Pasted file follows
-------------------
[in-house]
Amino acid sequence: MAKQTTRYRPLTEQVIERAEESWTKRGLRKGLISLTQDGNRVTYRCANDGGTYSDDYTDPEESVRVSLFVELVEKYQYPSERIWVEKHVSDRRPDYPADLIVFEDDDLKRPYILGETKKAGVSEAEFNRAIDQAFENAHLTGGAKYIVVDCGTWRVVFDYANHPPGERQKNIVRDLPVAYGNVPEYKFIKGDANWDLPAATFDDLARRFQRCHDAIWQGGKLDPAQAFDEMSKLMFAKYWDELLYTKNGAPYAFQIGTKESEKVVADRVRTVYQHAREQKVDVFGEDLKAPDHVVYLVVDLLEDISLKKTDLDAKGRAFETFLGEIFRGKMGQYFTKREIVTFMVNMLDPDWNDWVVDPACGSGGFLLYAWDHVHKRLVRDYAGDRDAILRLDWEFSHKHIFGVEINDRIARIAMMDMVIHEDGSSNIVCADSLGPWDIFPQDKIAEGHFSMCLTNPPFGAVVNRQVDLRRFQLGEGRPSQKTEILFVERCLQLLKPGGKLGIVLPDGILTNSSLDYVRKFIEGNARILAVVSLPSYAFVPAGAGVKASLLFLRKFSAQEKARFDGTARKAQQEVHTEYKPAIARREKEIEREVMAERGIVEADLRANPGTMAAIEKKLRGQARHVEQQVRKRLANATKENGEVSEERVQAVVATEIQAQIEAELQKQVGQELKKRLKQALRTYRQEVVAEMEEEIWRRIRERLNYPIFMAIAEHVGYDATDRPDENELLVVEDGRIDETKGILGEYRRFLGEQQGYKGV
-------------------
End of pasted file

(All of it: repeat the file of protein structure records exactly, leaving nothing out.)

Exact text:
[in-house]
Amino acid sequence: MAKQTTRYRPLTEQVIERAEESWTKRGLRKGLISLTQDGNRVTYRCANDGGTYSDDYTDPEESVRVSLFVELVEKYQYPSERIWVEKHVSDRRPDYPADLIVFEDDDLKRPYILGETKKAGVSEAEFNRAIDQAFENAHLTGGAKYIVVDCGTWRVVFDYANHPPGERQKNIVRDLPVAYGNVPEYKFIKGDANWDLPAATFDDLARRFQRCHDAIWQGGKLDPAQAFDEMSKLMFAKYWDELLYTKNGAPYAFQIGTKESEKVVADRVRTVYQHAREQKVDVFGEDLKAPDHVVYLVVDLLEDISLKKTDLDAKGRAFETFLGEIFRGKMGQYFTKREIVTFMVNMLDPDWNDWVVDPACGSGGFLLYAWDHVHKRLVRDYAGDRDAILRLDWEFSHKHIFGVEINDRIARIAMMDMVIHEDGSSNIVCADSLGPWDIFPQDKIAEGHFSMCLTNPPFGAVVNRQVDLRRFQLGEGRPSQKTEILFVERCLQLLKPGGKLGIVLPDGILTNSSLDYVRKFIEGNARILAVVSLPSYAFVPAGAGVKASLLFLRKFSAQEKARFDGTARKAQQEVHTEYKPAIARREKEIEREVMAERGIVEADLRANPGTMAAIEKKLRGQARHVEQQVRKRLANATKENGEVSEERVQAVVATEIQAQIEAELQKQVGQELKKRLKQALRTYRQEVVAEMEEEIWRRIRERLNYPIFMAIAEHVGYDATDRPDENELLVVEDGRIDETKGILGEYRRFLGEQQGYKGV